Coronavirus: Britons in quarantine countries warned as they tried to return home: ‘Do not show up’ | UK News


British tourists in countries that have been added to the travel quarantine – including France, Malta and the Netherlands – have been told to ‘don’t just show up’ in an attempt to get home.

Travelers returning from these countries – as well as Monaco, the Turks and Caicos Islands and Aruba – must self-isolate for 14 days upon arrival in the UK.

The measure, which is likely to trigger a mass exodus of Britons desperate to return home, will take effect at 4 a.m. on Saturday morning.

Transport Secretary Grant Shapps told Sky News Britons in affected countries should contact tour operators before attempting to return.

“The advice of all tour operators is very clear: contact them in advance. Don’t just show up, ”he said.

“Because you will almost certainly be disappointed and that will only create queues, which nobody wants to see. ”

Mr Shapps added that the British should not be “entirely surprised” that the quarantine restrictions had to be reimposed.

He said the decision to add France to the list came after the country reported a 66% increase in the number of positive coronavirus tests over the past week.

Mr Shapps announced the move just hours after the Prime Minister said his government would ” absolutely ruthless“To decide whether or not to impose the restriction.

“We are announcing that there will now be a quarantine for a number of other locations, including France, Holland and a few others,” Shapps said.

“It’s because we’ve worked so hard to make sure we keep our numbers here, and we can’t afford to re-import these cases from elsewhere. ”

He added, “We got to a point with France in particular, and these other countries, where if we didn’t announce it now, we would know the infection rate was already too high and we were not doing anything. .

“We are announcing it now and it will be operational across the UK from 4 am Saturday morning. ”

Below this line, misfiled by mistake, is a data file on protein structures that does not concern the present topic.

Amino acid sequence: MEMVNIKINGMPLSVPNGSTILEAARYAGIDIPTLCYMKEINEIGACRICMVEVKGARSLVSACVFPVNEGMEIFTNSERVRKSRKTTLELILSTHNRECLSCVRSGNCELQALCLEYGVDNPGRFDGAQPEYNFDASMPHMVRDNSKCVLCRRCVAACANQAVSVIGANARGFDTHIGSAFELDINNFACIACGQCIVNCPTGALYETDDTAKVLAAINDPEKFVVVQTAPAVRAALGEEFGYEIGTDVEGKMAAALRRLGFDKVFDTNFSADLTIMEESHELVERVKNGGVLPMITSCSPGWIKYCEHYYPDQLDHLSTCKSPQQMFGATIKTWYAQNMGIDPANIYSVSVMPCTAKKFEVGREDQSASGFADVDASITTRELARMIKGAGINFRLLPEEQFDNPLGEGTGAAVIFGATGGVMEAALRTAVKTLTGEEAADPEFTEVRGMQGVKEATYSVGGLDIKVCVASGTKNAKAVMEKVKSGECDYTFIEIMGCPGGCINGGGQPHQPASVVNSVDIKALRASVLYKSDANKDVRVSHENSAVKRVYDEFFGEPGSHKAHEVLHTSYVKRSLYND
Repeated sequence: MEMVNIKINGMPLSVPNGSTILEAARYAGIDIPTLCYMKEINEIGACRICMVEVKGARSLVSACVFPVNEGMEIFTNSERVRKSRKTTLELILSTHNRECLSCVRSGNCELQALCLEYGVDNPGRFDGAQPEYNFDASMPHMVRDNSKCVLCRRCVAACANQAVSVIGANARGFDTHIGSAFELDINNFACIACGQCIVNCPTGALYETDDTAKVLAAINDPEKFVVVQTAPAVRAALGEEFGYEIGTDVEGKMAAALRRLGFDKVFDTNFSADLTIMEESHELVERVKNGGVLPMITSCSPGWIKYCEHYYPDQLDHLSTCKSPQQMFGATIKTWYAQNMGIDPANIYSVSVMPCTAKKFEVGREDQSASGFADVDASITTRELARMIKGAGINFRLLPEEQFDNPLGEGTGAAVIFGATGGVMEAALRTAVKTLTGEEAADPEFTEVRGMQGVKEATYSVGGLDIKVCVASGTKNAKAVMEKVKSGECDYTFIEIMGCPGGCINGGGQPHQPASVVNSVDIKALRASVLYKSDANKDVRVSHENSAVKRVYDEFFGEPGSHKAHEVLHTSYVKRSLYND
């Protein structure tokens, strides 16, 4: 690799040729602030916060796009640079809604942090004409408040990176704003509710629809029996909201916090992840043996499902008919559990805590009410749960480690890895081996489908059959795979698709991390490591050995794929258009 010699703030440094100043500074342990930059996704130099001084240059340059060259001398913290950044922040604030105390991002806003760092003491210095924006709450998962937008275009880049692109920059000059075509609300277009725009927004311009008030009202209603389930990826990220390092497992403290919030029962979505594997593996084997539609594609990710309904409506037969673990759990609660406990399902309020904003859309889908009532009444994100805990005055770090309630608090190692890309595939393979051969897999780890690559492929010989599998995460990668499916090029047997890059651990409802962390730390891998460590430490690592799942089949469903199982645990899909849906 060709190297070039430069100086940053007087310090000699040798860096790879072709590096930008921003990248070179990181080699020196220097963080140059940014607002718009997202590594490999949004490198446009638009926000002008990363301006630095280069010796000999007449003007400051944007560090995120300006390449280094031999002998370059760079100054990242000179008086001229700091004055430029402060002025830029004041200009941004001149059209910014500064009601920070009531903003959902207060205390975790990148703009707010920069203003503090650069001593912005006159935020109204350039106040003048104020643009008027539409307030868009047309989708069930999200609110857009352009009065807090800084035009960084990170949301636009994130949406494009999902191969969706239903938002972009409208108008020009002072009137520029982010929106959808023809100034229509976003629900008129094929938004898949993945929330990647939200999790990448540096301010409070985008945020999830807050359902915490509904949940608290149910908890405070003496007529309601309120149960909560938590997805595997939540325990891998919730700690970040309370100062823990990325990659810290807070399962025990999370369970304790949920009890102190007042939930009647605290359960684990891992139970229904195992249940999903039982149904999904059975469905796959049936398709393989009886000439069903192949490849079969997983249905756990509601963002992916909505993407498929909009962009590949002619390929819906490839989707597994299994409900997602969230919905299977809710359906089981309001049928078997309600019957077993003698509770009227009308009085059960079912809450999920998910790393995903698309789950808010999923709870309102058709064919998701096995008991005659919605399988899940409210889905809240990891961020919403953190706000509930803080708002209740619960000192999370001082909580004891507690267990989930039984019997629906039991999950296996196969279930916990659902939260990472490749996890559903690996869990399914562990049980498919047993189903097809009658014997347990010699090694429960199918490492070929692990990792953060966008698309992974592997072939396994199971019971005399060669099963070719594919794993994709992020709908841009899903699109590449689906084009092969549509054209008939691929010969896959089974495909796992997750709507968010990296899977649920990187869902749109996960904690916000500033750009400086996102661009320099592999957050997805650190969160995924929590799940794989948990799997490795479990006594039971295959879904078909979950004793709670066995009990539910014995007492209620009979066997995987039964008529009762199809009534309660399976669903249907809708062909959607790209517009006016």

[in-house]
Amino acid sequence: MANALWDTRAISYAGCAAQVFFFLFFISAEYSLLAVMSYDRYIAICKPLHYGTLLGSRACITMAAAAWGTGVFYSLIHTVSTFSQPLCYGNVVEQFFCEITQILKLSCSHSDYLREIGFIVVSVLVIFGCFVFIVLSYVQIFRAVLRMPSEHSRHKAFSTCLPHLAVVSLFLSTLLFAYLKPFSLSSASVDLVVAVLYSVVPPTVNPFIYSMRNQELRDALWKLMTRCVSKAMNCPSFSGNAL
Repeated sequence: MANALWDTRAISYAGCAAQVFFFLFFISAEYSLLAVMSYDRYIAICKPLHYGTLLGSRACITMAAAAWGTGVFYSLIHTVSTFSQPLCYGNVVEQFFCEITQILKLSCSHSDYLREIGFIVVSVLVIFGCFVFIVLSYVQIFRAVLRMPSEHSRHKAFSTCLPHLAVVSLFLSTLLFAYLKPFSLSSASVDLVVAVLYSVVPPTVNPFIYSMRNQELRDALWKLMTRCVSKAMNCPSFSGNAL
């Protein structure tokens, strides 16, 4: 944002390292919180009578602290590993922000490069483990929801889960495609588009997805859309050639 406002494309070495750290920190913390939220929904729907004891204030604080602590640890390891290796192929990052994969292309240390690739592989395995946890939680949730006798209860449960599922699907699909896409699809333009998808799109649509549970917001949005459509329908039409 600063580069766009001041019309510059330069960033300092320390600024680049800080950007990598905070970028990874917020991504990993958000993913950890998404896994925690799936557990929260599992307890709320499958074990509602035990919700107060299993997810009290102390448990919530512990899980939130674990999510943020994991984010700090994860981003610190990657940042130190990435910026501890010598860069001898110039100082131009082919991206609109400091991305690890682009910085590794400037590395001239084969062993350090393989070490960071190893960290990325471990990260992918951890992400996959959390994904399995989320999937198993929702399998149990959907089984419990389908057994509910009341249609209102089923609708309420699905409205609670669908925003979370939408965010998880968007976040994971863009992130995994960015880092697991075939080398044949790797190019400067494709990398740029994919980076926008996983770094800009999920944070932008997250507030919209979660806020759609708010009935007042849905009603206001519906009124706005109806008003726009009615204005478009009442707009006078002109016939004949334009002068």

The French Ministry of Health reported 2,524 new coronavirus Wednesday – the highest since its lockdown restrictions were first imposed.

The UK government’s move has also dealt a heavy blow to the tourism industry in France, which relies heavily on UK visitors.

France said it would reciprocate, but did not give further details.

The young French Minister for European Affairs, Clément Beaune, called the British decision “a British decision which we regret and which will lead to a certain reciprocity, hoping that things will return to normal as soon as possible”.

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Eurotunnel Le Shuttle has warned the British in France that weekend services are busy.

They said: “The service is already very busy this weekend and there is no additional capacity.

“To avoid long queues and serious disruptions, we strongly advise against showing up at the terminal outside the allotted hours. Customers will not be able to board alternative shuttles without a valid reservation. ”

Prime Minister Boris Johnson previously said government officials would “look at the data” in relation to the number of cases in France.

On a visit to Northern Ireland, Mr Johnson said: ‘We have to be absolutely ruthless about this, even to our closest and dearest friends and partners.

“I think everyone understands that.

“We’ll look at the data a little later this afternoon, looking at exactly where France and other countries are doing.

“We cannot be remotely complacent about our own situation. ”

Britain has also imposed a 14-day quarantine period for arrivals from countries like Spain and Belgium, responding to rising infections and fears of a second wave of the virus, having initially declared them safe for travel.


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